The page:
Among the subtle shifts in scientific thinking that occurred in the mid 1800s, George Boole gave us a functional interpretation of logic, associating every propositional expression — at the most basic level of logic we now describe in terms of boolean algebras, boolean functions, propositional calculi, or Peirce’s alpha graphs — with a function from a universe of discourse to a domain of two values, say normally interpreted as logical values, false and true, respectively. This may seem like a small change so far as conceptual revolutions go but it made a big difference in the future development, growth, and power of our logical systems.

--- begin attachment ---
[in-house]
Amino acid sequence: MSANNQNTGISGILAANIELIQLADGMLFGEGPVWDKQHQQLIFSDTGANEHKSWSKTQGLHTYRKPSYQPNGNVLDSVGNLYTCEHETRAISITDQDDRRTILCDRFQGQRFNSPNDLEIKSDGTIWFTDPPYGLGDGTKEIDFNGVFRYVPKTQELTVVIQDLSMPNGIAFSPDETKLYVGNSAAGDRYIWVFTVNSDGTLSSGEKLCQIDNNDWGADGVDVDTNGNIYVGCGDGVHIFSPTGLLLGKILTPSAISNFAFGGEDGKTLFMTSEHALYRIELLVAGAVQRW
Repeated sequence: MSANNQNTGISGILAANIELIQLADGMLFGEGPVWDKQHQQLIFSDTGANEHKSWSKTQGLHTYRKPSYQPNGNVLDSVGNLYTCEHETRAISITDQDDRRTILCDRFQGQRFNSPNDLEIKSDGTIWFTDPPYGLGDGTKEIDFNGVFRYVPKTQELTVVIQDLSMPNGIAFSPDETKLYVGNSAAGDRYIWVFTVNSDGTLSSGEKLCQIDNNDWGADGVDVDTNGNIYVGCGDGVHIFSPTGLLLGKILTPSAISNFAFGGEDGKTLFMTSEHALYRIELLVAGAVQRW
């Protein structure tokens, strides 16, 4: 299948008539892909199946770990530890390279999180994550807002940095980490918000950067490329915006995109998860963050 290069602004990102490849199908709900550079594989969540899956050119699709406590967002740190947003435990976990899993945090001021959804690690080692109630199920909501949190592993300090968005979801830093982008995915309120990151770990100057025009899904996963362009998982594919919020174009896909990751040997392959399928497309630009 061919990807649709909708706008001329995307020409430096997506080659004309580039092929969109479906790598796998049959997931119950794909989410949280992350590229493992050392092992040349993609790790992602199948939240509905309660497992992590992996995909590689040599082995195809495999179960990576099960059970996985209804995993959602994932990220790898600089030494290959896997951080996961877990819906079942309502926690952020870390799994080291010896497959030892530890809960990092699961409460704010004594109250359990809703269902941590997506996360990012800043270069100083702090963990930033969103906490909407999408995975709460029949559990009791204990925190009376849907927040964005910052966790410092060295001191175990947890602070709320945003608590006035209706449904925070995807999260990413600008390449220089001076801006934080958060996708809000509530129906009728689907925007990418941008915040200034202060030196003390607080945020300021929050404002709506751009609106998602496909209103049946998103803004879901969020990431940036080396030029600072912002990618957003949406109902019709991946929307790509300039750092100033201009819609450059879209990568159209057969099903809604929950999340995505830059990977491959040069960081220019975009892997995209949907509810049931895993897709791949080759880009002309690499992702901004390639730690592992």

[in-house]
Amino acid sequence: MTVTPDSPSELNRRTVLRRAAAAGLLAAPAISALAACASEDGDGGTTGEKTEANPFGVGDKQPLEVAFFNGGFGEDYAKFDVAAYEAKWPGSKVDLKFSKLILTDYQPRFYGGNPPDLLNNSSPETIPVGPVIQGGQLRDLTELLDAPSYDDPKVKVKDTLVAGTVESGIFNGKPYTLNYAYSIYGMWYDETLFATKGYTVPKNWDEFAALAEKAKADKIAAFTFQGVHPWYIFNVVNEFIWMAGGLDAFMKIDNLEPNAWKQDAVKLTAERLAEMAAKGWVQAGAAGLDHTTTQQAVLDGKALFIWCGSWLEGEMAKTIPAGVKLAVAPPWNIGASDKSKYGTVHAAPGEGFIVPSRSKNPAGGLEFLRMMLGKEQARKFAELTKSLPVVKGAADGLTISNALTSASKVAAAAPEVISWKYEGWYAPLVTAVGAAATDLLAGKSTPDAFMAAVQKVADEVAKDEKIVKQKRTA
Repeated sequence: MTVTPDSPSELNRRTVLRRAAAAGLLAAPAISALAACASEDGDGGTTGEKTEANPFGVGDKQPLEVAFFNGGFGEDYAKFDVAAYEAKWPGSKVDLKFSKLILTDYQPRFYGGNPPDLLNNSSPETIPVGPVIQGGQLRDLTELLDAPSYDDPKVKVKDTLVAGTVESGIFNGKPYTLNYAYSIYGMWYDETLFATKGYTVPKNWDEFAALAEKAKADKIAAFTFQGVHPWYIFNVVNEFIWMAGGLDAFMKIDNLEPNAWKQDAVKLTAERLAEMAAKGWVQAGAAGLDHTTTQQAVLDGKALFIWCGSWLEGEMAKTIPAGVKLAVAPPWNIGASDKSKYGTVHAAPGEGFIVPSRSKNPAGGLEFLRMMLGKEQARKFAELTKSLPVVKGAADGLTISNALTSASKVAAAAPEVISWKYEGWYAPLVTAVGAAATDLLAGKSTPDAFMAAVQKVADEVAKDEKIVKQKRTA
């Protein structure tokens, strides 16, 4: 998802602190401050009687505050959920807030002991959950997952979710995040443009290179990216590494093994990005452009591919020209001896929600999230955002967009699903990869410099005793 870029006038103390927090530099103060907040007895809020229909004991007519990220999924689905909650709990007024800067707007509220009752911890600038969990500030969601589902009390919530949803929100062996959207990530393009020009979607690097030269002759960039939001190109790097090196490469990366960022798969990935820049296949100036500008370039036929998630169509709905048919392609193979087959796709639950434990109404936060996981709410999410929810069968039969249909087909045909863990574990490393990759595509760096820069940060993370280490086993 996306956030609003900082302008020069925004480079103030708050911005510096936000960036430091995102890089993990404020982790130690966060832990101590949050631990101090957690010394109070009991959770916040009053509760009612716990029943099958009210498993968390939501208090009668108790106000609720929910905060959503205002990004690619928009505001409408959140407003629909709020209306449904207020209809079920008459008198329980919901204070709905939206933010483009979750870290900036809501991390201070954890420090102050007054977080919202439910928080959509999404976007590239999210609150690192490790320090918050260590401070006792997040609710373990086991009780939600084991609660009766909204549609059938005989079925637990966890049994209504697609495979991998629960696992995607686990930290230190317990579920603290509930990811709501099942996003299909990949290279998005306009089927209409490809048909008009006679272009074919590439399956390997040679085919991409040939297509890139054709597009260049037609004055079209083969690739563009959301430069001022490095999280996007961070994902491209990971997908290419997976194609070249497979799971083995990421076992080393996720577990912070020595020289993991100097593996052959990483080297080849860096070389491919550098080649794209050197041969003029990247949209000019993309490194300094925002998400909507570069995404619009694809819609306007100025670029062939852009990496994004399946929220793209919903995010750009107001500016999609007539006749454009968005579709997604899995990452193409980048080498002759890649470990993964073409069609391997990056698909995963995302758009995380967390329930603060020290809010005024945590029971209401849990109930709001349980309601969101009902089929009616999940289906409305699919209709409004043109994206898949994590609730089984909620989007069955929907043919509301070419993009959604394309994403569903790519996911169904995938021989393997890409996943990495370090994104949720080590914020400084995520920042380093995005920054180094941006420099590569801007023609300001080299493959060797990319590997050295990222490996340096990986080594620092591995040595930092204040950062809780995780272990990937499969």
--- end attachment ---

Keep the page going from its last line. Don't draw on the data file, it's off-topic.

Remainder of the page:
Among other things, the functional interpretation of logic enables the construction of a bridge from propositional logic, whose subject matter now consists of functions of the form to probability theory, that deals with probability distributions or probability densities of the form with values in the unit interval of the real number line This allows us to view propositional logic as a special case within the frame of a more general statistical theory. This turns out to be a very useful perspective in real-world research when it comes to moving back and forth between qualitative observations and the data given by quantitative measurement. And it gives us a bridge still further, connecting deductive and inductive reasoning, as Boole well envisioned.